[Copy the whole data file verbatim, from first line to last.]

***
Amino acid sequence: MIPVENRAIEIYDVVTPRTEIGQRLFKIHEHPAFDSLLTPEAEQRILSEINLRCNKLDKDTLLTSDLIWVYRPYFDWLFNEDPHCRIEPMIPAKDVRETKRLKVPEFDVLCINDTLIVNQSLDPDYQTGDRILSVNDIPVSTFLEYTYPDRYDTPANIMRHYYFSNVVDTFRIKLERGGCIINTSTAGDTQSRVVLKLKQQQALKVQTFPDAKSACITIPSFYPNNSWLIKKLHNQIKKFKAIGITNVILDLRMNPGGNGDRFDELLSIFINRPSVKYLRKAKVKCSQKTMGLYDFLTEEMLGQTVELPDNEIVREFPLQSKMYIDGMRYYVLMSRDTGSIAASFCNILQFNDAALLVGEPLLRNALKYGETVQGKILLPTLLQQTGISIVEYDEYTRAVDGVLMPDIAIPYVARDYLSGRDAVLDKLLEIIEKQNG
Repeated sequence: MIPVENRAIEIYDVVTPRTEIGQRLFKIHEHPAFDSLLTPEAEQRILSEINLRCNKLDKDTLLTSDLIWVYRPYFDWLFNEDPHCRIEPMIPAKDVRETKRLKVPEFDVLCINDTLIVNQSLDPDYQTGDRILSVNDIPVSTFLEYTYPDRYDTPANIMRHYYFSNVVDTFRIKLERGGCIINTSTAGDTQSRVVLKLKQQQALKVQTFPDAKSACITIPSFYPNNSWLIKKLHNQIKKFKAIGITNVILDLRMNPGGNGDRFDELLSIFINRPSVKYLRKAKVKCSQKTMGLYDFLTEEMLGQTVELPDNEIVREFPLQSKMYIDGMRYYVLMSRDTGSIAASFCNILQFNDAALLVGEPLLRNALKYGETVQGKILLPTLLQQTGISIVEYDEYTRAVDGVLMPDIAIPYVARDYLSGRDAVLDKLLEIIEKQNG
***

Amino acid sequence: MIPVENRAIEIYDVVTPRTEIGQRLFKIHEHPAFDSLLTPEAEQRILSEINLRCNKLDKDTLLTSDLIWVYRPYFDWLFNEDPHCRIEPMIPAKDVRETKRLKVPEFDVLCINDTLIVNQSLDPDYQTGDRILSVNDIPVSTFLEYTYPDRYDTPANIMRHYYFSNVVDTFRIKLERGGCIINTSTAGDTQSRVVLKLKQQQALKVQTFPDAKSACITIPSFYPNNSWLIKKLHNQIKKFKAIGITNVILDLRMNPGGNGDRFDELLSIFINRPSVKYLRKAKVKCSQKTMGLYDFLTEEMLGQTVELPDNEIVREFPLQSKMYIDGMRYYVLMSRDTGSIAASFCNILQFNDAALLVGEPLLRNALKYGETVQGKILLPTLLQQTGISIVEYDEYTRAVDGVLMPDIAIPYVARDYLSGRDAVLDKLLEIIEKQNG
Repeated sequence: MIPVENRAIEIYDVVTPRTEIGQRLFKIHEHPAFDSLLTPEAEQRILSEINLRCNKLDKDTLLTSDLIWVYRPYFDWLFNEDPHCRIEPMIPAKDVRETKRLKVPEFDVLCINDTLIVNQSLDPDYQTGDRILSVNDIPVSTFLEYTYPDRYDTPANIMRHYYFSNVVDTFRIKLERGGCIINTSTAGDTQSRVVLKLKQQQALKVQTFPDAKSACITIPSFYPNNSWLIKKLHNQIKKFKAIGITNVILDLRMNPGGNGDRFDELLSIFINRPSVKYLRKAKVKCSQKTMGLYDFLTEEMLGQTVELPDNEIVREFPLQSKMYIDGMRYYVLMSRDTGSIAASFCNILQFNDAALLVGEPLLRNALKYGETVQGKILLPTLLQQTGISIVEYDEYTRAVDGVLMPDIAIPYVARDYLSGRDAVLDKLLEIIEKQNG